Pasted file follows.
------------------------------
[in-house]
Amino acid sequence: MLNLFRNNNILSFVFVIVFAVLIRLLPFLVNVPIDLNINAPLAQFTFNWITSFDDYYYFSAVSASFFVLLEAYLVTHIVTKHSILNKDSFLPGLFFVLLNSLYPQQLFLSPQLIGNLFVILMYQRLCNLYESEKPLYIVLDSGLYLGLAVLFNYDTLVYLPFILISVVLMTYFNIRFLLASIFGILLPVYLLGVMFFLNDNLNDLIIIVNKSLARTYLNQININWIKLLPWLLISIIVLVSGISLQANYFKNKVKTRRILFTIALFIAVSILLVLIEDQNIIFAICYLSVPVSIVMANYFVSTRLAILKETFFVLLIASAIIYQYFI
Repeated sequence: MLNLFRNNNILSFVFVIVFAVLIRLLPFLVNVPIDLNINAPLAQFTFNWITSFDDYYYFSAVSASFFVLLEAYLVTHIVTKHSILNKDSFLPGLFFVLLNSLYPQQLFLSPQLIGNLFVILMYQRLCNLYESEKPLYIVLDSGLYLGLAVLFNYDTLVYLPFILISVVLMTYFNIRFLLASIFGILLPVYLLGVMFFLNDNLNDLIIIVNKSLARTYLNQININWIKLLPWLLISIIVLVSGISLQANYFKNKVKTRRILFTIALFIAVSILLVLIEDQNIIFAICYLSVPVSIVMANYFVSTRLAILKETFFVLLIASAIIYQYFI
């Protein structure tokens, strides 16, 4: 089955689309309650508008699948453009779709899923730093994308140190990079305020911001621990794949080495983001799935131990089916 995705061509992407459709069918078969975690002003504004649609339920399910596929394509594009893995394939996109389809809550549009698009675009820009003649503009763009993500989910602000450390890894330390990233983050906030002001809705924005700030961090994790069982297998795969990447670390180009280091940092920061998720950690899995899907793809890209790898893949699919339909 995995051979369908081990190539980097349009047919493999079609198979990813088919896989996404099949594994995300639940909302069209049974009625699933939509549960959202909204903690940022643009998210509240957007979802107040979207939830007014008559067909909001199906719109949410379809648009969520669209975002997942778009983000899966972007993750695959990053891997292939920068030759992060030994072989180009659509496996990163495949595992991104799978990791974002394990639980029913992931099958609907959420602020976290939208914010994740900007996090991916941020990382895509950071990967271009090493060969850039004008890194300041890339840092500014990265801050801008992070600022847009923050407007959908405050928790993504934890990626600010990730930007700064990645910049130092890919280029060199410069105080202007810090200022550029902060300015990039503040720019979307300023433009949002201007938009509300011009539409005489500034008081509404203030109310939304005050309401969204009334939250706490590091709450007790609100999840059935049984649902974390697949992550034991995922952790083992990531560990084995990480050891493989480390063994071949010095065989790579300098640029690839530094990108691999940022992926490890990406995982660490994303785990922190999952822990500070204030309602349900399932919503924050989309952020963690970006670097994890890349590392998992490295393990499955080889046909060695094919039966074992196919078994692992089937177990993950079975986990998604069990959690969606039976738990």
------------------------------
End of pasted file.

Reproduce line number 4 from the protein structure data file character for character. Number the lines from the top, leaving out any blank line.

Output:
């Protein structure tokens, strides 16, 4: 089955689309309650508008699948453009779709899923730093994308140190990079305020911001621990794949080495983001799935131990089916 995705061509992407459709069918078969975690002003504004649609339920399910596929394509594009893995394939996109389809809550549009698009675009820009003649503009763009993500989910602000450390890894330390990233983050906030002001809705924005700030961090994790069982297998795969990447670390180009280091940092920061998720950690899995899907793809890209790898893949699919339909 995995051979369908081990190539980097349009047919493999079609198979990813088919896989996404099949594994995300639940909302069209049974009625699933939509549960959202909204903690940022643009998210509240957007979802107040979207939830007014008559067909909001199906719109949410379809648009969520669209975002997942778009983000899966972007993750695959990053891997292939920068030759992060030994072989180009659509496996990163495949595992991104799978990791974002394990639980029913992931099958609907959420602020976290939208914010994740900007996090991916941020990382895509950071990967271009090493060969850039004008890194300041890339840092500014990265801050801008992070600022847009923050407007959908405050928790993504934890990626600010990730930007700064990645910049130092890919280029060199410069105080202007810090200022550029902060300015990039503040720019979307300023433009949002201007938009509300011009539409005489500034008081509404203030109310939304005050309401969204009334939250706490590091709450007790609100999840059935049984649902974390697949992550034991995922952790083992990531560990084995990480050891493989480390063994071949010095065989790579300098640029690839530094990108691999940022992926490890990406995982660490994303785990922190999952822990500070204030309602349900399932919503924050989309952020963690970006670097994890890349590392998992490295393990499955080889046909060695094919039966074992196919078994692992089937177990993950079975986990998604069990959690969606039976738990």